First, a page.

On Mon, 2008-03-10 at 17:23 -0600, Bryan Sutula wrote:
> My questions:
> 1. What I understand from this is that OpenSSL can be thread safe.
> In order for it to be safely used in multi-threaded
> applications, it needs:
> A. to be built with multi-threaded versions of the standard
> libraries,
> B. to have the application provide the two callback
> functions, and
> C. the application must avoid using the same SSL connection
> by two different threads.
> All of the above are necessary. In other words, it isn't
> sufficient that OpenSSL was built with the multi-threaded
> versions of the standard libraries. The application must also
> set up the callbacks. (True or False, please?)


True. OpenSSL's role is not to be a threads implementation, nor a
wrapper around all known or conceivable threads implementations, it's
role is to allow you to glue it to the thread implementation you intend
to use. Hence the callbacks.

> 2. Related to question 1, the thread-safe requirements (A and B
> above) are needed even if the different threads are not sharing
> an SSL connection. (My understanding is that connections can't
> ever be shared, and that the library still needs A and B in
> order to be thread-safe.) (True or false?)


True. The different SSL contexts operating in different threads will
still be using shared structures that need to be synchronised. Eg. the
SSL_CTX that the SSL objects were derived from, certificates and
certificate-stores, public-keys, some global data specific to some other
corners of the libcrypto and/or libssl implementations, etc.

> 3. Instead of B (implementing the two callback functions), is it
> sufficient for the application to provide it's own locking
> around all SSL library calls? In other words, if the
> application guarantees that only one thread will be in the
> library at a time, is that sufficient?


Sure, but you'd have to mutex all accesses to *any* openssl interface.
Eg. see my answer to 2. If time spent in openssl is a miniscule
percentage of your run-time profile, then this may be tolerable. But
otherwise, you really don't want to be serialising all threads for any
use of openssl interfaces. The locking callbacks allow you to implement
the minimum required locking at the appropriate granularities (there are
CRYPTO_num_locks() different locks). The contention is likely to be a
lot less than if you lock your own code before it calls into openssl ...

> 4. I'm guessing from the semantics of CRYPTO_set_locking_callback()
> and CRYPTO_set_id_callback(), that they are not to be called
> more than once from an application. It seems like they have to
> be called only at the beginning of the program, and not ever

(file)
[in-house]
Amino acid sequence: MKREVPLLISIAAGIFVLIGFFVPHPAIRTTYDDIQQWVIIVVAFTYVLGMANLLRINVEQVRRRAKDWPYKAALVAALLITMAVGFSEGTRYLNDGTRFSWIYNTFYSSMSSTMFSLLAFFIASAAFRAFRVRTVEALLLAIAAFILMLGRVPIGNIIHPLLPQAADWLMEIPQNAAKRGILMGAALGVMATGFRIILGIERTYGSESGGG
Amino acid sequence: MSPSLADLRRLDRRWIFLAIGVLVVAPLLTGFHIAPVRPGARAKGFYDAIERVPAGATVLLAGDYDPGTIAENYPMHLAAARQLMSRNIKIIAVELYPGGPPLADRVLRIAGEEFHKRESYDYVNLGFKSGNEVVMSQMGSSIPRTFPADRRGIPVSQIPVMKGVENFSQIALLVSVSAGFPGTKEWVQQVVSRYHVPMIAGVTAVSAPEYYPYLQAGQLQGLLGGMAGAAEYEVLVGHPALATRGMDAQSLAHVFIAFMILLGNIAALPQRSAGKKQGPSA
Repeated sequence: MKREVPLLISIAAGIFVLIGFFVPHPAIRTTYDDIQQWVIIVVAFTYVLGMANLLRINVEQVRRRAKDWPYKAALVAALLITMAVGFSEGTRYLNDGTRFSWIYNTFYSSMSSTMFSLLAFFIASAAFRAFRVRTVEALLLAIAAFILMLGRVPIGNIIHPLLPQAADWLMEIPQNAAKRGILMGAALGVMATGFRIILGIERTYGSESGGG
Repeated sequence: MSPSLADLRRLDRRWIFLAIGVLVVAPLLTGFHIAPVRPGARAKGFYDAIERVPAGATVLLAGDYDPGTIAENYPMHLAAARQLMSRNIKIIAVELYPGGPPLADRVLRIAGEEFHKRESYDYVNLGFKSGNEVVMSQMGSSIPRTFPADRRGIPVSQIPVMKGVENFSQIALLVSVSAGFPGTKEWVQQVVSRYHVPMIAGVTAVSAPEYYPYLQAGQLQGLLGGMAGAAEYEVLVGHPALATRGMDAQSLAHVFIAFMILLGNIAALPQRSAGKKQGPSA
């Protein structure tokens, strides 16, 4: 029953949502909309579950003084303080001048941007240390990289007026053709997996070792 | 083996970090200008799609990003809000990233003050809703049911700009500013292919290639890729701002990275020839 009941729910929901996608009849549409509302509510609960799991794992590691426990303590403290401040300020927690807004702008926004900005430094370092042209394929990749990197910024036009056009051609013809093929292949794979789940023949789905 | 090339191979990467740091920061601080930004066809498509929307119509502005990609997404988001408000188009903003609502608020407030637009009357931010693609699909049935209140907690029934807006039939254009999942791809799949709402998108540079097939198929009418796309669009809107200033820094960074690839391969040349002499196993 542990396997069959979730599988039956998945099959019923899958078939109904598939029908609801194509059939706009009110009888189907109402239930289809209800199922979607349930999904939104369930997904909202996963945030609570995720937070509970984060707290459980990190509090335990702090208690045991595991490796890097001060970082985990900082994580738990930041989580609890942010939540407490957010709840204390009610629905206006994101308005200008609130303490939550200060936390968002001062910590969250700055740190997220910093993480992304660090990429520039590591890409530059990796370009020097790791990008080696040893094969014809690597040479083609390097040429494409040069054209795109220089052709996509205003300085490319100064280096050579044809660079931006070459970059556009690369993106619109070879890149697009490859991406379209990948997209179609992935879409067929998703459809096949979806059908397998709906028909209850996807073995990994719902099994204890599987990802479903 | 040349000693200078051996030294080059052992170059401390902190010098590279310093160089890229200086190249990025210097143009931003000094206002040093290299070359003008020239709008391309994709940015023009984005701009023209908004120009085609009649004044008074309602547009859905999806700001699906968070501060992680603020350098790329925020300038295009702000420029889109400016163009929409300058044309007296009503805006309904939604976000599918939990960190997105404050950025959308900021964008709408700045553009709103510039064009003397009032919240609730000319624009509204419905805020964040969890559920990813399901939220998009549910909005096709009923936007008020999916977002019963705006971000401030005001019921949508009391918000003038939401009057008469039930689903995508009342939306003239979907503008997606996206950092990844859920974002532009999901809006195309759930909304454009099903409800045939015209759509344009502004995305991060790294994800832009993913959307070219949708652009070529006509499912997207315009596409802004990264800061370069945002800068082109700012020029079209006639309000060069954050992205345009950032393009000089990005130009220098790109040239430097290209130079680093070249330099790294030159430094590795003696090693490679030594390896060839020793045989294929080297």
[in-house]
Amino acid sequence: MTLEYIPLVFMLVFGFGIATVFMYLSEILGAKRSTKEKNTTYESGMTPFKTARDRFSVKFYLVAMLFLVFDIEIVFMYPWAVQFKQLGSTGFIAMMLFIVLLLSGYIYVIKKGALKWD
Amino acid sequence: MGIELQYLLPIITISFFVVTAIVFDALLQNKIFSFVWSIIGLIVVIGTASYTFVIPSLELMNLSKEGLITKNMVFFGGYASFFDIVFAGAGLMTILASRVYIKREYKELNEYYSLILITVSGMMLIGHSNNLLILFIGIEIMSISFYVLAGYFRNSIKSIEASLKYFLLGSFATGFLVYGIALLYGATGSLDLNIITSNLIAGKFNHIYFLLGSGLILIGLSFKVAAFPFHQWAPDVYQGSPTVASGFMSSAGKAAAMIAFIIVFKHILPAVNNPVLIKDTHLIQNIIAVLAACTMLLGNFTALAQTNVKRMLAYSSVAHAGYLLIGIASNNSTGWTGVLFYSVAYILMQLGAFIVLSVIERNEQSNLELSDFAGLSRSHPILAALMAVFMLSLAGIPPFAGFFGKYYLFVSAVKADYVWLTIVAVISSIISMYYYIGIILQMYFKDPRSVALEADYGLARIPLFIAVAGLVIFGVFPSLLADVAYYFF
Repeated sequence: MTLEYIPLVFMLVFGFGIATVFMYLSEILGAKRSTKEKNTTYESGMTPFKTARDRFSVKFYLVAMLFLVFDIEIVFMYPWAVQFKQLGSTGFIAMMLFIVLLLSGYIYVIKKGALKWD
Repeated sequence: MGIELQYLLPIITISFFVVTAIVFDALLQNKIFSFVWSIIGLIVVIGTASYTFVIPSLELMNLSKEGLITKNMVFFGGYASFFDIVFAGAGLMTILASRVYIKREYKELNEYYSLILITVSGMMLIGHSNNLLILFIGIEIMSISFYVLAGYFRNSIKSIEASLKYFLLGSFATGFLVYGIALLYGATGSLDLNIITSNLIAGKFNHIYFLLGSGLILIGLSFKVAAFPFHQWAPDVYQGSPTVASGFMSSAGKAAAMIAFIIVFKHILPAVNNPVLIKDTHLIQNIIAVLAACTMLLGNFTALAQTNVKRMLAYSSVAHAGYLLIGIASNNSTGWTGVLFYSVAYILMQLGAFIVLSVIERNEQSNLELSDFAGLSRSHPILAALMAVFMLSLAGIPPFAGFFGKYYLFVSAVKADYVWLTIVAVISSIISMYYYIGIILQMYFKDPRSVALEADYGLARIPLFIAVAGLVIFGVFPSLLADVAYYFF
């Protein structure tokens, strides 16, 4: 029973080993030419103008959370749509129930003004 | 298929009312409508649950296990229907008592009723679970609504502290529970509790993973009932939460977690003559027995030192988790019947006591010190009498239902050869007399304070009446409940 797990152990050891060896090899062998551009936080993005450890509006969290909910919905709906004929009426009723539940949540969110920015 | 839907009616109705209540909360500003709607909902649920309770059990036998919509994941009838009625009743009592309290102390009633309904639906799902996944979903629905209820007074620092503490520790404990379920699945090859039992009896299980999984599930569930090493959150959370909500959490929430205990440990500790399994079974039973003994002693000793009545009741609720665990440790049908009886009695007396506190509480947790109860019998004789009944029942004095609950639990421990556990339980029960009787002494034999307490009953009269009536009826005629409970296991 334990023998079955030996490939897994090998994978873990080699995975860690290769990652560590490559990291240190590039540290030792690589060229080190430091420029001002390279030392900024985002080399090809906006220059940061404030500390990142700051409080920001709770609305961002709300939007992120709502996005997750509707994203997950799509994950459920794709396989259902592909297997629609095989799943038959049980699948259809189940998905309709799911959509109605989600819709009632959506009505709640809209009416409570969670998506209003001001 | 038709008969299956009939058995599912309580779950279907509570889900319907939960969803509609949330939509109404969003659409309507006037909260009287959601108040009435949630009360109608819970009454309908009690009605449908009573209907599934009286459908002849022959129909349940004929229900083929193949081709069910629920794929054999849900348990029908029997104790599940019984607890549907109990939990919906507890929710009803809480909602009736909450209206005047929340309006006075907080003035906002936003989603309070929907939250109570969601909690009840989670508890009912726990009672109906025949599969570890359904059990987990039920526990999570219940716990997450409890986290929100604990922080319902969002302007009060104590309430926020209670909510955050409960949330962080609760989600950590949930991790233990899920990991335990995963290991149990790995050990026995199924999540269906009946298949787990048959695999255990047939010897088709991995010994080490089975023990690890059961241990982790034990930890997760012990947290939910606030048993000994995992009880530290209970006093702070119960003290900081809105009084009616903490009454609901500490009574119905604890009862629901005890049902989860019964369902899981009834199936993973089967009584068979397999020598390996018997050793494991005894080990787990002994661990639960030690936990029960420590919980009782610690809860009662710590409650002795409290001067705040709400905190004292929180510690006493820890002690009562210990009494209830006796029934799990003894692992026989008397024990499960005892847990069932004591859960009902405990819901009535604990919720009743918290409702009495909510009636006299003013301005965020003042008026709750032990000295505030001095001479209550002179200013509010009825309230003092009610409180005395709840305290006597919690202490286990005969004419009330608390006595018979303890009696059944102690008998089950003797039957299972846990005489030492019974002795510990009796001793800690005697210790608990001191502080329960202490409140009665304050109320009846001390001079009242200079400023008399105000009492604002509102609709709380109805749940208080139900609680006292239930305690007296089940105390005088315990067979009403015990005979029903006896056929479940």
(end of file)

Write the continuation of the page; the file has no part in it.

> again. (True or False?) Is there a way to know if they have
> already been called later on?


True, I think. I guess if you have some guarantee that the process is
quiesced (ie. "everyone please shut up for a moment while I change the
locking"), then you could conceivably change these. But not "on the
fly", if you get my point. There may also be some "fail if they've
already been set" checking in openssl, in which case this would fail. As
always, you have access to the source code - feel free to dig.

Finally, yes, you can call CRYPTO_get_locking_callback() and
CRYPTO_get_id_callback() to see if they've already been called.

> 5. There are some other "dynlock" functions described in the
> threads(3) man page. The wording on that page implies that they
> are only needed for performance, or maybe in a future version.
> In my current application, they don't seem to be called. Is it
> necessary to implement these? Will they only be for
> performance? If I don't implement them, will my application
> break in some future version of OpenSSL, or will it just run
> slower? (The confusion results because the current man page has
> wording: "Multi-threaded applications might crash at random if
> it is not set", but also says "dynamic locks are currently not
> used internally by OpenSSL, but may do so in the future" and
> "some parts of OpenSSL need it for better performance".) What's
> the real situation here?


I agree that this is fuzzy. It should be fine not to provide dynlock
functionality for now, but of course be aware that if you maintain your
code going forward there may come a time where functionality within
openssl (or more likely, run-time/loadable extensions to openssl, such
as hardware/enhancement support) will fail due to its inability to
create new locks on the fly. Only you can judge whether this is or will
be an issue.

> 6. Question 4 applies to the dynlock setup functions as well. Same
> answer about calling them multiple times? Any user-callable API
> to know whether they've already been called?


Yes, they all have s/set/get/ counterparts you can call to retrieve the
currently registered callbacks. They should be NULLs until set otherwise
by the user of the API. BTW, please correct me if you find this not to
be the case (eg. if there is an internal lazy-initialisation to a
non-NULL callback) because any "falling back to a default
implementation" should be done without needing to internally set
callbacks non-NULL.

> 7. Not specifically concerning threads, but is it safe to call
> SSL_library_init() more than once? (Does the library protect
> against that, returning immediately if the initialization is
> already done? Many libraries do this.) How about
> SSL_load_error_strings()? ERR_load_BIO_strings()?


AFAICT no, you should avoid calling these multiple times from the same
address space. But as you're the guy providing the locking callbacks,
I'm sure you can find some mechanism on "your side" to make sure the
initialisation only happens once? :-)

Cheers,
Geoff



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